anxiety in children

10 Ways to Curb Anxiety In Children

My family and I were at Disney’s Magic Kingdom watching the parade and having a great time. When the parade ended, we started to head over to the Winnie the Pooh ride— my daughter’s favorite. As we started to work our way through the intense crowd, my son flipped out, saying he didn’t want to do the Pooh ride. We tried to talk him into it, but the more we talked the more upset he became. Finally, we got frustrated because we had just ridden several of his favorite rides and felt like he was being selfish toward his sister. I looked down at him to scold him and saw him anxiously looking at the crowd all around him and the even more intense crowd in our path. It occurred to me at that moment that crowds create heightened anxiety in my son. I told my wife and we found an open area to sit for a minute. When the crowd cleared a bit, we went to the Pooh ride without incident.

The world feels unsafe for children. Many times they act out which can seem like selfishness or a bad attitude. However, they may also be reacting due to deep anxiety. Once you know the cause of a problem, you are able to address it. Here are 10 ways to curb anxiety in children.

1. Know the signs

According to physicians, anxiety disorders are the most common mental illness in the United States. Symptoms include a racing or pounding heart, heaviness in the chest, difficulty breathing, body shakes, and clammy hands.

2. Know the definition

Webster’s defines anxiety as “an abnormal and overwhelming sense of apprehension and fear often marked with physiological signs.” Anxiety occurs occasionally within all children. “There is a monster under my bed.” “I’m scared to take my math test.” etc. are all perfectly normal. But if your child is constantly afraid of everything, take note.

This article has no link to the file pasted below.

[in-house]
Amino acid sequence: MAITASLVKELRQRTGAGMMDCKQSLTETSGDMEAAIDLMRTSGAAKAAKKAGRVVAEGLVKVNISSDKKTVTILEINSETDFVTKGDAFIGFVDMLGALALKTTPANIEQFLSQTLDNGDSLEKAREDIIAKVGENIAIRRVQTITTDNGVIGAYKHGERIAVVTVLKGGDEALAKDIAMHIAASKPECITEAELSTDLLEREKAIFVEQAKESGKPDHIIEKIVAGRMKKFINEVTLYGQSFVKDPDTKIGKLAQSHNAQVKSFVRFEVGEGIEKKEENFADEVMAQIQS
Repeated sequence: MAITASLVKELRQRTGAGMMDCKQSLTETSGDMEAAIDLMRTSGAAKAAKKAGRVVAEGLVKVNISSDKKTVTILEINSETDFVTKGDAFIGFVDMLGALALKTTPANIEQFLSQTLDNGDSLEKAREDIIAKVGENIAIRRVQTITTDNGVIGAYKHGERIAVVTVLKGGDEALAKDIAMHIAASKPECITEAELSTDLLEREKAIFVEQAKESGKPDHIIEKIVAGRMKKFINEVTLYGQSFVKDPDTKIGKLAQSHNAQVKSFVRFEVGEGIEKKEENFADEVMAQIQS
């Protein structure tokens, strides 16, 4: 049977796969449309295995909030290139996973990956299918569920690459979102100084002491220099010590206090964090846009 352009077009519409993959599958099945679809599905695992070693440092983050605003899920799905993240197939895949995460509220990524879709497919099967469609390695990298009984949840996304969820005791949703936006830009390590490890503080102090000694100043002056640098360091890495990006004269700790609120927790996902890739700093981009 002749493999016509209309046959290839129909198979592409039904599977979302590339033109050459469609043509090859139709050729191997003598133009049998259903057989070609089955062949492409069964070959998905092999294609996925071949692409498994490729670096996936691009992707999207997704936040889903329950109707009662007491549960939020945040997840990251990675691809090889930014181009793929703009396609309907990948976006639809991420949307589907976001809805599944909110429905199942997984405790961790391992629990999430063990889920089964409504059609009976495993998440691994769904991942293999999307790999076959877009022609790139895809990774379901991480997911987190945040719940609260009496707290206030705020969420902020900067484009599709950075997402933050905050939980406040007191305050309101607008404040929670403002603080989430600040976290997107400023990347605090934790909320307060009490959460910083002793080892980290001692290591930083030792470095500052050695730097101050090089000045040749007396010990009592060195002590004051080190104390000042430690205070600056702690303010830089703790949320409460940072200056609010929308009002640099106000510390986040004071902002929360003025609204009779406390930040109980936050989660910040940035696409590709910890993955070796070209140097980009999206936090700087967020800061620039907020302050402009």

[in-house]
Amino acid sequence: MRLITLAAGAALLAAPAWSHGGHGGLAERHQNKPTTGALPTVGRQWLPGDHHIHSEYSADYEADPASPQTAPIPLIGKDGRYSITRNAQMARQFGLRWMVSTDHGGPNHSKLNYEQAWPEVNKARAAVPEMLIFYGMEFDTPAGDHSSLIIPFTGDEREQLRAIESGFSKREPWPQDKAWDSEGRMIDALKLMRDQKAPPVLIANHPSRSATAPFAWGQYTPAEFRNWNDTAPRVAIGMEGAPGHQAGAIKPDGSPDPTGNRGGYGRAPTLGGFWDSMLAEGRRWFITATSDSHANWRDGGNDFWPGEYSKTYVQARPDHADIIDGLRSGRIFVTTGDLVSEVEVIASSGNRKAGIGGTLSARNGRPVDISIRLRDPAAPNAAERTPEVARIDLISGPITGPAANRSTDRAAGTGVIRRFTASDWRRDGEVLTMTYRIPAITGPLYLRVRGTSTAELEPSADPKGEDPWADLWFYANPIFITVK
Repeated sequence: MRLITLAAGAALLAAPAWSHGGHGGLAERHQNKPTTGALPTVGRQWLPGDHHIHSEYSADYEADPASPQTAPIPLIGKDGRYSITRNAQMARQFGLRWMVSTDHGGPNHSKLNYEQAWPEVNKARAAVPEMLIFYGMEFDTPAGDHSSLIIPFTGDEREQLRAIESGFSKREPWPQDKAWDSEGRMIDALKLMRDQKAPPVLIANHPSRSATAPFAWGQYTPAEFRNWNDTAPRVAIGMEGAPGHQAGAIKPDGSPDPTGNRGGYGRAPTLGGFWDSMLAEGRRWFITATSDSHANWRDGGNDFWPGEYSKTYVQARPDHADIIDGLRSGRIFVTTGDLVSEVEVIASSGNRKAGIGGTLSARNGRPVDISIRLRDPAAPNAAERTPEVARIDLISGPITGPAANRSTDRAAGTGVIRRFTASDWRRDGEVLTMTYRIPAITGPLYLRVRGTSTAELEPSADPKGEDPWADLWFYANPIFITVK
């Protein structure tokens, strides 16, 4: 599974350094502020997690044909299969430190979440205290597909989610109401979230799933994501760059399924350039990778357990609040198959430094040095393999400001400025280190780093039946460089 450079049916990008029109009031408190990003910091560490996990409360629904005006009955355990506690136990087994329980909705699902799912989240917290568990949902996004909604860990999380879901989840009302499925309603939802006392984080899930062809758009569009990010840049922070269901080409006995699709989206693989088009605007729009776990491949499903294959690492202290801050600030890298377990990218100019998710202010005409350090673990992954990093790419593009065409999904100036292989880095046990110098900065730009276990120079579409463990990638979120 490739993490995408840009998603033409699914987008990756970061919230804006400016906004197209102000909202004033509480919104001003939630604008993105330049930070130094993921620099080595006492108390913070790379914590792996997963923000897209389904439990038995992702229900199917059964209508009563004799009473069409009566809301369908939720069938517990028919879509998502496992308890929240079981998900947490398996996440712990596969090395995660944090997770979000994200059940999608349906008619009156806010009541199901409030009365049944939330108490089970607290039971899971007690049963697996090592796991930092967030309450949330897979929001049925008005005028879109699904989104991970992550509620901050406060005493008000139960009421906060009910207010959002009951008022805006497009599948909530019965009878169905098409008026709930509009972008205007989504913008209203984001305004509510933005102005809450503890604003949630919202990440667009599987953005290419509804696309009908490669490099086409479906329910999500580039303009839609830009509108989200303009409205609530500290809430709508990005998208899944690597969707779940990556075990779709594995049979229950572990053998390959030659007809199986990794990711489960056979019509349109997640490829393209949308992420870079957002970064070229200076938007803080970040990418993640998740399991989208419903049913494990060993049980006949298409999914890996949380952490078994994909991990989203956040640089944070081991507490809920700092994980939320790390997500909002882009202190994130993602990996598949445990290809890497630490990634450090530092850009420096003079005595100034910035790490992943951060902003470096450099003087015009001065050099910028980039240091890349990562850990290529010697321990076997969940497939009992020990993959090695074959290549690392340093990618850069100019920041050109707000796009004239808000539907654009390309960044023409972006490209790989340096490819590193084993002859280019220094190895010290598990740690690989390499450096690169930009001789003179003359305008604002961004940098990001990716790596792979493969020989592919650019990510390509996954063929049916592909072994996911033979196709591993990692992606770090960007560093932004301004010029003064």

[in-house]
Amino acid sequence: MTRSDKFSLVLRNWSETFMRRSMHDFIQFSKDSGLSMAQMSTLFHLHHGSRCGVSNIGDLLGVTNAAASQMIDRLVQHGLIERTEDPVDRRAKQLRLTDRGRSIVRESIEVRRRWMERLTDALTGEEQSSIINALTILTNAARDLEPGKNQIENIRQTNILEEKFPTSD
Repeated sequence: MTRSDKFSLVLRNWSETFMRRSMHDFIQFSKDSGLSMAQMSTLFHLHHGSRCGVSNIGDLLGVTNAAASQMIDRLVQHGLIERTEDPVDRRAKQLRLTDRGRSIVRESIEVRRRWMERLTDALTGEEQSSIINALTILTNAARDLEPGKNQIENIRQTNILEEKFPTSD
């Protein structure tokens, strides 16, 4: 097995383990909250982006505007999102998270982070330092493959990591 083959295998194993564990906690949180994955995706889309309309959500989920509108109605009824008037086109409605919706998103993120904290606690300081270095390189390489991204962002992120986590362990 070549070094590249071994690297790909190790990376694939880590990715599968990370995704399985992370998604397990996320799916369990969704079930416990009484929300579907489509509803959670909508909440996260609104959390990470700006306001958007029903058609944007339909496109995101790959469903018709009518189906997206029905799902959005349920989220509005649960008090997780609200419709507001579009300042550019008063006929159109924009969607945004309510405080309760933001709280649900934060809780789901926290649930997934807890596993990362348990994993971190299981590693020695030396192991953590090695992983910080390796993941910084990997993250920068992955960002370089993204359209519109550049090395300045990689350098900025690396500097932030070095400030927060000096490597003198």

3. Research answers

When your child’s anxiety begins to dictate his behavior, it is time consult with your physician. In some cases, anxiety can lead to depression. Research the warning signs and act on them when necessary.

4. Don’t micro-manage

Micro-managing every single detail of your child’s activities can create anxiety. If he seems to be walking on egg shells in your presence, you are being too controlling. A parent must allow for some autonomy and independence.

5. Dial down family conflict

Studies show that children who regularly hear parents arguing and fighting can develop high levels of anxiety. What might be a benign disagreement can sound like the end of the world to young ears. Be careful what is said and how it is said when your children are around.

6. React calmly

When your son or daughter comes to you overly-excited or upset, respond in a calm manner. Reacting with excessive concern or anger will only heighten the stress. Keep your cool and ease the tension.

7. Set clear boundaries

As stated earlier, parents can be too controlling. However, they can also be too permissive. If a parent makes no attempt to control, it will lead to confusion and stress. Set clear boundaries and household rules for the expectations of behavior.

8. Provide security

Children crave security. Provide it.

You are the protector, so make sure you are on the job. “Daddy, there is a spider in my bed!” “Dad, what if somebody breaks into our house?” “Dad, what if you and Mommy break up?” Always be comforting when called for. Children crave security. Provide it.

9. Be strong

It is important to limit signs of your own anxiety and worries. Your children will pick up on it and become stressed as well. Discuss your issues in private with your spouse. At the same time, it’s OK for you to occasionally share a concern with your kids and ask them to pray for you. Model how to appropriately handle anxiety.

10. Emphasize faith

Many studies have shown that faith and prayer lead to greatly reduced levels of anxiety. Knowing that God is always in control helps take a lot off a family’s shoulders. Whenever someone gets freaked out about something, encourage her to pray about it.

A child acting out may be doing so out of selfishness or a bad attitude. Or, it could be deep anxiety. Once you know the cause of a problem, you are able to address it.

Sound off: How do you deal with anxiety in children? 

Check out the All Pro Dad team discuss the best ways to help our kids with anxiety in this podcast:

Huddle up with your kids and ask, “What are you most afraid of?”